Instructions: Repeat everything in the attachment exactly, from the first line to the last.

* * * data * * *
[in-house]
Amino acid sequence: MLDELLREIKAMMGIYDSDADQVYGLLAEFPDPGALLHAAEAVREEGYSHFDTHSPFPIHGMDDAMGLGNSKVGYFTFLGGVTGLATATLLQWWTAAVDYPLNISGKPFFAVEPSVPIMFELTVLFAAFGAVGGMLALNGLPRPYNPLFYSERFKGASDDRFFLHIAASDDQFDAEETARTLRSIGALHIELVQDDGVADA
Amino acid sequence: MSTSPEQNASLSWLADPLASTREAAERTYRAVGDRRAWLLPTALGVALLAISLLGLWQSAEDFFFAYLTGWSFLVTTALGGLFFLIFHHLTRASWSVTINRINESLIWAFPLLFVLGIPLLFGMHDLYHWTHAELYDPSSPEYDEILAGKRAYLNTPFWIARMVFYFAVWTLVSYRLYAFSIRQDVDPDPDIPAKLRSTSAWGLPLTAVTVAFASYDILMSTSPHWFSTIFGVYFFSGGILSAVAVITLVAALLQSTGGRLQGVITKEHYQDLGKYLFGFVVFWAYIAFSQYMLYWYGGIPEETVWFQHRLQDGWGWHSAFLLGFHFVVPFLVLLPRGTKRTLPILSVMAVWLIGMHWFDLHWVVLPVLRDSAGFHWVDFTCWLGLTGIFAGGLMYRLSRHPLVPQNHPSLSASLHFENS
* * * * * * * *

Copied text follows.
[in-house]
Amino acid sequence: MLDELLREIKAMMGIYDSDADQVYGLLAEFPDPGALLHAAEAVREEGYSHFDTHSPFPIHGMDDAMGLGNSKVGYFTFLGGVTGLATATLLQWWTAAVDYPLNISGKPFFAVEPSVPIMFELTVLFAAFGAVGGMLALNGLPRPYNPLFYSERFKGASDDRFFLHIAASDDQFDAEETARTLRSIGALHIELVQDDGVADA
Amino acid sequence: MSTSPEQNASLSWLADPLASTREAAERTYRAVGDRRAWLLPTALGVALLAISLLGLWQSAEDFFFAYLTGWSFLVTTALGGLFFLIFHHLTRASWSVTINRINESLIWAFPLLFVLGIPLLFGMHDLYHWTHAELYDPSSPEYDEILAGKRAYLNTPFWIARMVFYFAVWTLVSYRLYAFSIRQDVDPDPDIPAKLRSTSAWGLPLTAVTVAFASYDILMSTSPHWFSTIFGVYFFSGGILSAVAVITLVAALLQSTGGRLQGVITKEHYQDLGKYLFGFVVFWAYIAFSQYMLYWYGGIPEETVWFQHRLQDGWGWHSAFLLGFHFVVPFLVLLPRGTKRTLPILSVMAVWLIGMHWFDLHWVVLPVLRDSAGFHWVDFTCWLGLTGIFAGGLMYRLSRHPLVPQNHPSLSASLHFENS